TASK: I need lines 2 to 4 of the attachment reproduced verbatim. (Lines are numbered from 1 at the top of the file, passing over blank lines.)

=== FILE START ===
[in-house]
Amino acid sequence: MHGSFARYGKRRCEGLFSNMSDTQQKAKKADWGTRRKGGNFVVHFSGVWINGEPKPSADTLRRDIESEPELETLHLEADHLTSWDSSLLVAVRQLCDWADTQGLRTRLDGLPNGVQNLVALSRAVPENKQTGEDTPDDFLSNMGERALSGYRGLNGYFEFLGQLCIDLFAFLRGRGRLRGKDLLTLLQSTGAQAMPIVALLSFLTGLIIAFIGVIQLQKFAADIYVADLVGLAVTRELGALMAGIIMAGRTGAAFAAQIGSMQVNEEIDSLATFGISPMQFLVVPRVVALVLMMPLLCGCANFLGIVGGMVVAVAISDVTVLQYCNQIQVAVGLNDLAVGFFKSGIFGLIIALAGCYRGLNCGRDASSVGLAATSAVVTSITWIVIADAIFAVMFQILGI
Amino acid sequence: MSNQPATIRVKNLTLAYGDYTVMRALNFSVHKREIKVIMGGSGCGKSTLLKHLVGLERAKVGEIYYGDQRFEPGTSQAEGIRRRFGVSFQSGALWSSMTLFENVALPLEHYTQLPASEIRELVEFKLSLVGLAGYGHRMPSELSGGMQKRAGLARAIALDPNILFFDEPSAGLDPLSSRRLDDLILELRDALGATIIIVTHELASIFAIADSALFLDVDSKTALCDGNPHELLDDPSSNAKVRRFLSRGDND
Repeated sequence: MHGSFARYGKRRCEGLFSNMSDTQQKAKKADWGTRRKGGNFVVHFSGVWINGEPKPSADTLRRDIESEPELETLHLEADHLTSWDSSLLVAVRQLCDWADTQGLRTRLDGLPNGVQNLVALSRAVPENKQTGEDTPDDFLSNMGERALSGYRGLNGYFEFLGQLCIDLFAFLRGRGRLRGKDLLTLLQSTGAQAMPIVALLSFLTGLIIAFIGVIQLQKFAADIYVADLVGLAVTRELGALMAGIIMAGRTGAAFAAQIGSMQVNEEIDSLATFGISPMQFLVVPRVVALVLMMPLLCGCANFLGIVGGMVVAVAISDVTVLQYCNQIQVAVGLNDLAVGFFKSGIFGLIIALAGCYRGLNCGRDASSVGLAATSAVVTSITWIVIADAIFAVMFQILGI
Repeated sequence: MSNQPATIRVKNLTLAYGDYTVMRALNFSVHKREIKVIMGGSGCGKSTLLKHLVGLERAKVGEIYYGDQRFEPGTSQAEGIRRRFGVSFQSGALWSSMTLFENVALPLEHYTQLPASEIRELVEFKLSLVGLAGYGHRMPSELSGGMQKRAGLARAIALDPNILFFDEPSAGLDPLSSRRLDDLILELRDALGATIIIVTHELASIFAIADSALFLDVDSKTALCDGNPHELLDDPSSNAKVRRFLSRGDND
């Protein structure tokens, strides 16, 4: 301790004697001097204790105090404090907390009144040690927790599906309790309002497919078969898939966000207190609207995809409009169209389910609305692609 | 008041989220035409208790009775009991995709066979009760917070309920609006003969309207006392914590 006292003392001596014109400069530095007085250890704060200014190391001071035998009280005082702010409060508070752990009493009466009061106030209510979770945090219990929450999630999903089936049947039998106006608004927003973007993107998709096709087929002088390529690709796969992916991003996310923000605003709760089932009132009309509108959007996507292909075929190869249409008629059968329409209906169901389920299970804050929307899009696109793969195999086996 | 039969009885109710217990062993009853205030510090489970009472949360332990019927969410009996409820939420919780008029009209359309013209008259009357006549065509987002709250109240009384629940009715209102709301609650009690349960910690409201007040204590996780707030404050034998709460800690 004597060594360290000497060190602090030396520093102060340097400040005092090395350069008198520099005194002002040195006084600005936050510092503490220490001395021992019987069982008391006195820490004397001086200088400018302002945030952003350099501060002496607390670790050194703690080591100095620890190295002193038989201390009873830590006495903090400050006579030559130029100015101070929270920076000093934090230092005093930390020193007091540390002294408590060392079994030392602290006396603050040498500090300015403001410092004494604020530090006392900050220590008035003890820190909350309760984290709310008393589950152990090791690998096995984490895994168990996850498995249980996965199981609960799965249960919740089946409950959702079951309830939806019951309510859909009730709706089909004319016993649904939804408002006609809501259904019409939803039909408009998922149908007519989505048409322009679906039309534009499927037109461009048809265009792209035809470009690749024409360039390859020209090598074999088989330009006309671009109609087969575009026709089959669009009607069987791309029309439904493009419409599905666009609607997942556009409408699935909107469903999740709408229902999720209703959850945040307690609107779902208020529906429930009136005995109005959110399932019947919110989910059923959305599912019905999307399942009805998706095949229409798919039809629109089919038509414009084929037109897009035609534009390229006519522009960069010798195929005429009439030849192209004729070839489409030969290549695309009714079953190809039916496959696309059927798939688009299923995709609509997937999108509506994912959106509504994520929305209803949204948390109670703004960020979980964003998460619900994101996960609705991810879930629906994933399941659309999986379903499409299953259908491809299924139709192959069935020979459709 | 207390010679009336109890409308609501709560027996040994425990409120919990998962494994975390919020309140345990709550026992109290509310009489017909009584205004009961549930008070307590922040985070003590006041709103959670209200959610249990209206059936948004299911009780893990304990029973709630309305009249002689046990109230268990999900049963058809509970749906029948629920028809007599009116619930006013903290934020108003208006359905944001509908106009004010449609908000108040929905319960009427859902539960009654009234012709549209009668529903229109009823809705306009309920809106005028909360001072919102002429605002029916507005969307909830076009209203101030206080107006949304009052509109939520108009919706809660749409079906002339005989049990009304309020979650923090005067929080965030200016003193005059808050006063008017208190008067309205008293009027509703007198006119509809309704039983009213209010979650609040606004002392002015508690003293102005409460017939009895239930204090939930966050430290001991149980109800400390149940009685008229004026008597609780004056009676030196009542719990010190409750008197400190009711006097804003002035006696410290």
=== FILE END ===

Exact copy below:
Amino acid sequence: MHGSFARYGKRRCEGLFSNMSDTQQKAKKADWGTRRKGGNFVVHFSGVWINGEPKPSADTLRRDIESEPELETLHLEADHLTSWDSSLLVAVRQLCDWADTQGLRTRLDGLPNGVQNLVALSRAVPENKQTGEDTPDDFLSNMGERALSGYRGLNGYFEFLGQLCIDLFAFLRGRGRLRGKDLLTLLQSTGAQAMPIVALLSFLTGLIIAFIGVIQLQKFAADIYVADLVGLAVTRELGALMAGIIMAGRTGAAFAAQIGSMQVNEEIDSLATFGISPMQFLVVPRVVALVLMMPLLCGCANFLGIVGGMVVAVAISDVTVLQYCNQIQVAVGLNDLAVGFFKSGIFGLIIALAGCYRGLNCGRDASSVGLAATSAVVTSITWIVIADAIFAVMFQILGI
Amino acid sequence: MSNQPATIRVKNLTLAYGDYTVMRALNFSVHKREIKVIMGGSGCGKSTLLKHLVGLERAKVGEIYYGDQRFEPGTSQAEGIRRRFGVSFQSGALWSSMTLFENVALPLEHYTQLPASEIRELVEFKLSLVGLAGYGHRMPSELSGGMQKRAGLARAIALDPNILFFDEPSAGLDPLSSRRLDDLILELRDALGATIIIVTHELASIFAIADSALFLDVDSKTALCDGNPHELLDDPSSNAKVRRFLSRGDND
Repeated sequence: MHGSFARYGKRRCEGLFSNMSDTQQKAKKADWGTRRKGGNFVVHFSGVWINGEPKPSADTLRRDIESEPELETLHLEADHLTSWDSSLLVAVRQLCDWADTQGLRTRLDGLPNGVQNLVALSRAVPENKQTGEDTPDDFLSNMGERALSGYRGLNGYFEFLGQLCIDLFAFLRGRGRLRGKDLLTLLQSTGAQAMPIVALLSFLTGLIIAFIGVIQLQKFAADIYVADLVGLAVTRELGALMAGIIMAGRTGAAFAAQIGSMQVNEEIDSLATFGISPMQFLVVPRVVALVLMMPLLCGCANFLGIVGGMVVAVAISDVTVLQYCNQIQVAVGLNDLAVGFFKSGIFGLIIALAGCYRGLNCGRDASSVGLAATSAVVTSITWIVIADAIFAVMFQILGI